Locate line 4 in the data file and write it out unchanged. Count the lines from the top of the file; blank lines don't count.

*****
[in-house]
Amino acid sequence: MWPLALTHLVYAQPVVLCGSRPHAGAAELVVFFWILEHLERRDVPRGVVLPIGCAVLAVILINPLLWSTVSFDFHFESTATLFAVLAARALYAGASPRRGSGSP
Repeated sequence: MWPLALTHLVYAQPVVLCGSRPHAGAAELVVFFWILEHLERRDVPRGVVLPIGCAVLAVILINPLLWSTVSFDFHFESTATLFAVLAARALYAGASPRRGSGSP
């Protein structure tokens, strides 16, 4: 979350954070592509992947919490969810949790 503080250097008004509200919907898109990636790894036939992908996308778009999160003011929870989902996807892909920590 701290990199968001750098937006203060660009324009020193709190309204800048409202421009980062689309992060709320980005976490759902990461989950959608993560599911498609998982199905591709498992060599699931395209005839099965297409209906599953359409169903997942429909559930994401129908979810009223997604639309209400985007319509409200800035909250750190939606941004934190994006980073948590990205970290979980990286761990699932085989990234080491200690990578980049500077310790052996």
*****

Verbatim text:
């Protein structure tokens, strides 16, 4: 979350954070592509992947919490969810949790 503080250097008004509200919907898109990636790894036939992908996308778009999160003011929870989902996807892909920590 701290990199968001750098937006203060660009324009020193709190309204800048409202421009980062689309992060709320980005976490759902990461989950959608993560599911498609998982199905591709498992060599699931395209005839099965297409209906599953359409169903997942429909559930994401129908979810009223997604639309209400985007319509409200800035909250750190939606941004934190994006980073948590990205970290979980990286761990699932085989990234080491200690990578980049500077310790052996």